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From "Ross Gardler (MS OPEN TECH)" <Ross.Gard...@microsoft.com>
Subject RE: Proposal: Apache Third Party License Policy
Date Mon, 11 May 2015 15:14:08 GMT
One reason why Apache communities are strong is because we have consistency in our policies
across all projects. The licensing policy tells me that, as an adopter of ASF code, I can
make any modifications I need to, whether in ASF code or in a dependency, and I will not trigger
a reciprocity clause.

The critical thing here is "whether in ASF code or a dependency".

Under this proposal this important community benefit goes away. At the ASF we are for community
over code. When considering adjustments to our existing policies we should not forget this.

Furthermore, under this proposal, where individual PMCs decide on local policy, we end up
with some ASF projects not being able to use some other ASF code. Since our foundation is
a "community if communities" we should be wary of such a policy change which creates barriers
between our communities.

I find the proposal in its current form unacceptable for these reasons. That said,  if a specific
project has a specific issue it wants to address then we should discuss that issue rather
than a broad sweeping policy that undermines the very foundations of our foundation.

Ross



Sent from my Windows Phone
________________________________
From: Lawrence Rosen<mailto:lrosen@rosenlaw.com>
Sent: ‎5/‎10/‎2015 7:35 PM
To: legal-discuss@apache.org<mailto:legal-discuss@apache.org>
Cc: Lawrence Rosen<mailto:lrosen@rosenlaw.com>
Subject: RE: Proposal: Apache Third Party License Policy

Don't be scared, Brane. I'm not trying to get you or Apache involved in some lawsuit. If YOU
are afraid of the GPL, then don't incorporate such components in your projects. But don't
dictate a GPL policy for MY project. Point of evidence: AOO already includes GPL dictionaries
in its distributed Apache software. I bet nobody gives a damn.

/Larry


From: Branko ?ibej [mailto:brane@apache.org]
Sent: Sunday, May 10, 2015 7:11 PM
To: legal-discuss@apache.org
Subject: Re: Proposal: Apache Third Party License Policy

On 11.05.2015 00:58, Lawrence Rosen wrote:
Branko ?ibej wrote:
> GPLv3 is an OSI-approved license.

Yes it is. I was wondering when someone here would notice that and blare at me with red eyes!
 :-)

1. It is not up to me but to the PMC itself to determine that a GPLv3 component would be useful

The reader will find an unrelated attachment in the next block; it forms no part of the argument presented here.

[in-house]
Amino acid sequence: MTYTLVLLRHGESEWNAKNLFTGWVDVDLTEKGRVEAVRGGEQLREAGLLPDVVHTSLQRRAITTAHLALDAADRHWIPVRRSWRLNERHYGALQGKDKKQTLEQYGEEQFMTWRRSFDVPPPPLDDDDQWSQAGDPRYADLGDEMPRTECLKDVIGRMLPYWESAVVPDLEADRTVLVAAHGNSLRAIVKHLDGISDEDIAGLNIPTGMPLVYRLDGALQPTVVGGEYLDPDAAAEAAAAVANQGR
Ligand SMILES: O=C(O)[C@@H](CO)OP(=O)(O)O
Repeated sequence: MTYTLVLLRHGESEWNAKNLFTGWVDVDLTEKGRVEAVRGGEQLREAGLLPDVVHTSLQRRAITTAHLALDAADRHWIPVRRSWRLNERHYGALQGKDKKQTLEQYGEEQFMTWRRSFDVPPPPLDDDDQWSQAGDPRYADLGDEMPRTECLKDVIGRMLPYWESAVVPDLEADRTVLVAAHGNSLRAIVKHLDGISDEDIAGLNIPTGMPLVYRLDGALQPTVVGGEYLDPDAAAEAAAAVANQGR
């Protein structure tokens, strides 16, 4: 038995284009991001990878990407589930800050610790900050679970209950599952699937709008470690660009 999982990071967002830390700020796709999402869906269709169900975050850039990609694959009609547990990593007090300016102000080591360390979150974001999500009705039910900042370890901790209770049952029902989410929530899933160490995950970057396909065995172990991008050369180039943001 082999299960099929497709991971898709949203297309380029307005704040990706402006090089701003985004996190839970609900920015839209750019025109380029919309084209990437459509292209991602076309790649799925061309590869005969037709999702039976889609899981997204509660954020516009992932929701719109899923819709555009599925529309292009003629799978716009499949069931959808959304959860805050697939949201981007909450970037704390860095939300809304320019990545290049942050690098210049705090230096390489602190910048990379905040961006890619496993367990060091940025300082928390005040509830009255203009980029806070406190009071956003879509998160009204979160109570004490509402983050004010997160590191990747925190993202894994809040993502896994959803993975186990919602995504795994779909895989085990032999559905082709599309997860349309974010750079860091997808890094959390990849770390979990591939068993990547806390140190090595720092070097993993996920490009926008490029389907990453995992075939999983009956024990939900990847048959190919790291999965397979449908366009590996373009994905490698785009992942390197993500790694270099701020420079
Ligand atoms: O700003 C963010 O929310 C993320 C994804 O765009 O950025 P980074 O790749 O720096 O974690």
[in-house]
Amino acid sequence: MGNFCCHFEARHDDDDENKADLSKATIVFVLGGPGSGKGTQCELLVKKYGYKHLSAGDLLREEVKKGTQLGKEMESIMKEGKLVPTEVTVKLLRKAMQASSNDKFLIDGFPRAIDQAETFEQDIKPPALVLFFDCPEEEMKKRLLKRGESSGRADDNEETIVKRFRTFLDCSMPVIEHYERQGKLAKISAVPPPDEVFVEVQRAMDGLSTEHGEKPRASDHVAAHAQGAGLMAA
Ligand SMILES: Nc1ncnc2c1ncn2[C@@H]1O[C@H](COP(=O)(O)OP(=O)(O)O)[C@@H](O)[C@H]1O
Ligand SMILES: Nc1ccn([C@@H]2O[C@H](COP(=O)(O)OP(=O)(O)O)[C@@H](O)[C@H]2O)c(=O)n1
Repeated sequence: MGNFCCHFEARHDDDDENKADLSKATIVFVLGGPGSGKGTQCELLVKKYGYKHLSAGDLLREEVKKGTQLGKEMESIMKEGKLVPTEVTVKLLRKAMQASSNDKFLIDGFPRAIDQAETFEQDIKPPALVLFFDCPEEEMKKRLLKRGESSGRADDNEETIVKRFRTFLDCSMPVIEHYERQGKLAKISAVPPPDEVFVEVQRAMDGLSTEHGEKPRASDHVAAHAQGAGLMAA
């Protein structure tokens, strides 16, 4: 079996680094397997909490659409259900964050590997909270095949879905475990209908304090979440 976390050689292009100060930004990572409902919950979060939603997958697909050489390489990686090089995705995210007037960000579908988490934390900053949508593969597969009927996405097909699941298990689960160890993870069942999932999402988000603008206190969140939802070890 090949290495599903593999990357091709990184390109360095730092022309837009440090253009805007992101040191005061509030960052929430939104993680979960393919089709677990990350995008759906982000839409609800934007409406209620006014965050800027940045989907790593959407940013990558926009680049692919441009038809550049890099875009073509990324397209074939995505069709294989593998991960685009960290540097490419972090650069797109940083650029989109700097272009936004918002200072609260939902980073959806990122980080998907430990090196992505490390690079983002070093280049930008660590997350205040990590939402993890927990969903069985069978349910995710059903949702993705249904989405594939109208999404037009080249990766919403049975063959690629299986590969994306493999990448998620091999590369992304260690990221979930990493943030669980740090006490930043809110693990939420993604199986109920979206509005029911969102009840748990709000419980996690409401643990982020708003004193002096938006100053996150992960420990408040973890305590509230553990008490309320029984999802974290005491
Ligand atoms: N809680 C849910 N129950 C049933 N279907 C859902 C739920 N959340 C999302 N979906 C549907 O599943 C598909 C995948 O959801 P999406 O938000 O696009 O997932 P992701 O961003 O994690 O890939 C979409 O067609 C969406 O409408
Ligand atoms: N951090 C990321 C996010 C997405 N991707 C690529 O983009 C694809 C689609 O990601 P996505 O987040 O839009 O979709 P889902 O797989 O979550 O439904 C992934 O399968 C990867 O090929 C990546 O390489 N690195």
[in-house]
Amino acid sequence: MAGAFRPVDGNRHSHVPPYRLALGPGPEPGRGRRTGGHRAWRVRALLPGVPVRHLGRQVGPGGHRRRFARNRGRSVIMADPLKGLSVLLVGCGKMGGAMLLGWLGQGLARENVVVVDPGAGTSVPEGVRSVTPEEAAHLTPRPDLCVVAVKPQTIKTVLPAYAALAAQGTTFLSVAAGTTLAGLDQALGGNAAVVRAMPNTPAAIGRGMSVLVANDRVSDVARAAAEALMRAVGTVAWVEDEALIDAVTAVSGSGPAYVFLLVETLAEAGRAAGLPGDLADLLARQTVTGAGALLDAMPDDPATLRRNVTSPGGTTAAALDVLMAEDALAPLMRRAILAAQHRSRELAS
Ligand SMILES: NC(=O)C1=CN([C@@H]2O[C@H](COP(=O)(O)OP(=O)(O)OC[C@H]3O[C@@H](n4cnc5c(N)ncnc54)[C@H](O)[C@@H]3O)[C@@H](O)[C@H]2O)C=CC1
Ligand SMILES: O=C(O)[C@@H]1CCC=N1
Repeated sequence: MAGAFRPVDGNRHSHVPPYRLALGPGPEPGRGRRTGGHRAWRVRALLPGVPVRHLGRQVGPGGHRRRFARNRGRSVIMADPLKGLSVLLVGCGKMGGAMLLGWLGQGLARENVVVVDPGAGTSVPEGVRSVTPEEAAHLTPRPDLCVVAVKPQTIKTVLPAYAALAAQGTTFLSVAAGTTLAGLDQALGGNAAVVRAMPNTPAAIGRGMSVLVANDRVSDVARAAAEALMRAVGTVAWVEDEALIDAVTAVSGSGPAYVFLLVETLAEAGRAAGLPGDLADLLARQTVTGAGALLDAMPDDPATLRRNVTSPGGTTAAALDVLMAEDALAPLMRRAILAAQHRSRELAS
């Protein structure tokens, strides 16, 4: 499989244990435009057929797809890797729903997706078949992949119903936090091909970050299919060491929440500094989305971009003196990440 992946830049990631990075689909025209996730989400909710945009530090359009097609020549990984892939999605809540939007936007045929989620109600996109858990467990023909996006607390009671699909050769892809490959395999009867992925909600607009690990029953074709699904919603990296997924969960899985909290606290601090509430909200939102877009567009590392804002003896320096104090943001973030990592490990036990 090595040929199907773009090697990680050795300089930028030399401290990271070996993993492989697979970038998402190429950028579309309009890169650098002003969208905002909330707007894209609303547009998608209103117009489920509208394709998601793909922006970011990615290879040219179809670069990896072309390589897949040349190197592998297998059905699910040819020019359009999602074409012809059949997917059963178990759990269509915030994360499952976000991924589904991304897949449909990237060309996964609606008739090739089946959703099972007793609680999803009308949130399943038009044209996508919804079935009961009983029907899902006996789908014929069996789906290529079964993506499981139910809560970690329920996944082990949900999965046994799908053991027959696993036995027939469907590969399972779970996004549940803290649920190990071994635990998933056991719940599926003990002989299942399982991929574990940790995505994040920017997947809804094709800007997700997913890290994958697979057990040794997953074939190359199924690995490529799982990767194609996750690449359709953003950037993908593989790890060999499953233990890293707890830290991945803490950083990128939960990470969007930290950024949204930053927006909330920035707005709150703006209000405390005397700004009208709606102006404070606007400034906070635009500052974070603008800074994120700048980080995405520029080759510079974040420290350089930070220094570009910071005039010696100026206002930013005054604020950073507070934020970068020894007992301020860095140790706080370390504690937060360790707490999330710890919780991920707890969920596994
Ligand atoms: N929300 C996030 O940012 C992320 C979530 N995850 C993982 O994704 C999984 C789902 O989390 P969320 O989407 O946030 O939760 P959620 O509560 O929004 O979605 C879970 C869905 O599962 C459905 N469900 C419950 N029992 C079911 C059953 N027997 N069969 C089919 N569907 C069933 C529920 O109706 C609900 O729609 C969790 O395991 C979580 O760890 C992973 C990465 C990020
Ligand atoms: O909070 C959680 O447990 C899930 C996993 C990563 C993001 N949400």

in an Apache project. My personal standard is: Technical value to the project, not which open
source license was applied by that third party contributor/licensor. All these licenses, including
GPLv3, are FREE, so users won't care (nor most even notice).

I'm not interested in the technical aspects; that's not what we're discussing here.


2. Most copyright attorneys recognize that the mere incorporation of a copy of a GPLv3 component
into an aggregation does not affect the aggregation's license regardless of some GPL folklore.

Now I'm scared. Waving away as "folklore" what has been the published intent and and policy
of the FSF since its inception seems like a rather cavalier attitude.

Did I misunderstand what I've been told for decades, that, effectively, what most copyright
attorneys recognize is irrelevant until proved in court? And do you think the ASF wants to
be involved in a turf war over licensing in the open source world?



Fear should not dominate our general policy. Last week I passed along a note describing a
project by Jim Wright (Oracle), Richard Fontana (HP), and other lawyers to eliminate much
GPL fear by a simple declaration by reasonable licensors to the effect that "incorporation
into any open source project is fine with them." Stand by for intelligent suggestions from
people who are going to tame the GPL for Apache.

Any licensor has always had the option to use whatever license they please, including modifying
or adding exceptions to the GPL. If Oracle or HP (or Mozilla or Eclipse or younameit) want
to make their open source stuff more Apache-friendly, more power to them; and they can just
use ALv2. But there are thousands of open-source projects out there and a significant proportion
of them use copyleft-like licenses. Do you really think it's in our interest to tell all those
people that we don't care what they've been told their license means? Surely the ASF doesn't
want to become the bull in the FLOSS china shop.

-- Brane

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